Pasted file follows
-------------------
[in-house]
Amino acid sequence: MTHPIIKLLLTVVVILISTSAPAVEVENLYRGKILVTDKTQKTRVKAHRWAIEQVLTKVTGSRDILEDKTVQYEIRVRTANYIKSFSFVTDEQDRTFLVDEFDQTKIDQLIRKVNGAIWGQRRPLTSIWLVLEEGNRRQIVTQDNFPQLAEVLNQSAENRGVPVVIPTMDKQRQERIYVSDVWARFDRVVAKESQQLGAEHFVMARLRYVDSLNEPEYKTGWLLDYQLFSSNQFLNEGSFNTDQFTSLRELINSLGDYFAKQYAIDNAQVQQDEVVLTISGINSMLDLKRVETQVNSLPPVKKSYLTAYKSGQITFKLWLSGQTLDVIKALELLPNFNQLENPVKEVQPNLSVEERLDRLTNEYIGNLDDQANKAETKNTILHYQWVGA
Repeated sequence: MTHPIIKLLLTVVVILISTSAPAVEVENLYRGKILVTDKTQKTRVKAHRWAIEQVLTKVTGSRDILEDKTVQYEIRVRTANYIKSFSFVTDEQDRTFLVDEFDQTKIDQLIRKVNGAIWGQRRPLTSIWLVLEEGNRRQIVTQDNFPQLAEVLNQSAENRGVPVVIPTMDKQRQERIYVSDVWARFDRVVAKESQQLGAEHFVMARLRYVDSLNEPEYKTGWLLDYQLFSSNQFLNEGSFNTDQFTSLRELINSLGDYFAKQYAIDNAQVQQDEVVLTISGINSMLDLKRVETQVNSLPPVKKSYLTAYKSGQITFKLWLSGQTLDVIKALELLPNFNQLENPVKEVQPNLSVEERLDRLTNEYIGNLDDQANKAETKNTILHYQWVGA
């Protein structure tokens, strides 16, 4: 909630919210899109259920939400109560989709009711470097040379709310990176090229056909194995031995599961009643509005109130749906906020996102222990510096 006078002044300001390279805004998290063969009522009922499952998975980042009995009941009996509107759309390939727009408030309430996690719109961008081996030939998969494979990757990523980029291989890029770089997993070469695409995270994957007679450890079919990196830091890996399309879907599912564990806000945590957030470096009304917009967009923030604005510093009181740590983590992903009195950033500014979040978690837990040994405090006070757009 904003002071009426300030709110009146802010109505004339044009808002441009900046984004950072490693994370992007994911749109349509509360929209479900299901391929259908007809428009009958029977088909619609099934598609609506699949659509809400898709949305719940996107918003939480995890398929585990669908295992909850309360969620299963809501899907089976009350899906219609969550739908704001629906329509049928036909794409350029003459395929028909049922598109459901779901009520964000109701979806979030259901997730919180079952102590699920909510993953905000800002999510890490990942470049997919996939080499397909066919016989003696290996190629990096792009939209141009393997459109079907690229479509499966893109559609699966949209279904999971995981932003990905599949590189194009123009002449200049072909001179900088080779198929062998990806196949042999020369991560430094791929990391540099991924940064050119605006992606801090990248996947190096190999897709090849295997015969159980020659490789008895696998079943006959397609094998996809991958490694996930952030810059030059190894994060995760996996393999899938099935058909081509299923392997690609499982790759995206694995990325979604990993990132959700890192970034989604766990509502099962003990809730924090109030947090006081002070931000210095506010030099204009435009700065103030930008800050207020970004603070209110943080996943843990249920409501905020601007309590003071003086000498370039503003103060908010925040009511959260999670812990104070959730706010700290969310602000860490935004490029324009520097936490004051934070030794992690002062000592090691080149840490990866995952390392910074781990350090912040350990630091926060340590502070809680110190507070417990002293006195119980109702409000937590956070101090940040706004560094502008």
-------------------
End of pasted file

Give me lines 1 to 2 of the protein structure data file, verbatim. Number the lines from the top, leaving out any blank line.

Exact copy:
[in-house]
Amino acid sequence: MTHPIIKLLLTVVVILISTSAPAVEVENLYRGKILVTDKTQKTRVKAHRWAIEQVLTKVTGSRDILEDKTVQYEIRVRTANYIKSFSFVTDEQDRTFLVDEFDQTKIDQLIRKVNGAIWGQRRPLTSIWLVLEEGNRRQIVTQDNFPQLAEVLNQSAENRGVPVVIPTMDKQRQERIYVSDVWARFDRVVAKESQQLGAEHFVMARLRYVDSLNEPEYKTGWLLDYQLFSSNQFLNEGSFNTDQFTSLRELINSLGDYFAKQYAIDNAQVQQDEVVLTISGINSMLDLKRVETQVNSLPPVKKSYLTAYKSGQITFKLWLSGQTLDVIKALELLPNFNQLENPVKEVQPNLSVEERLDRLTNEYIGNLDDQANKAETKNTILHYQWVGA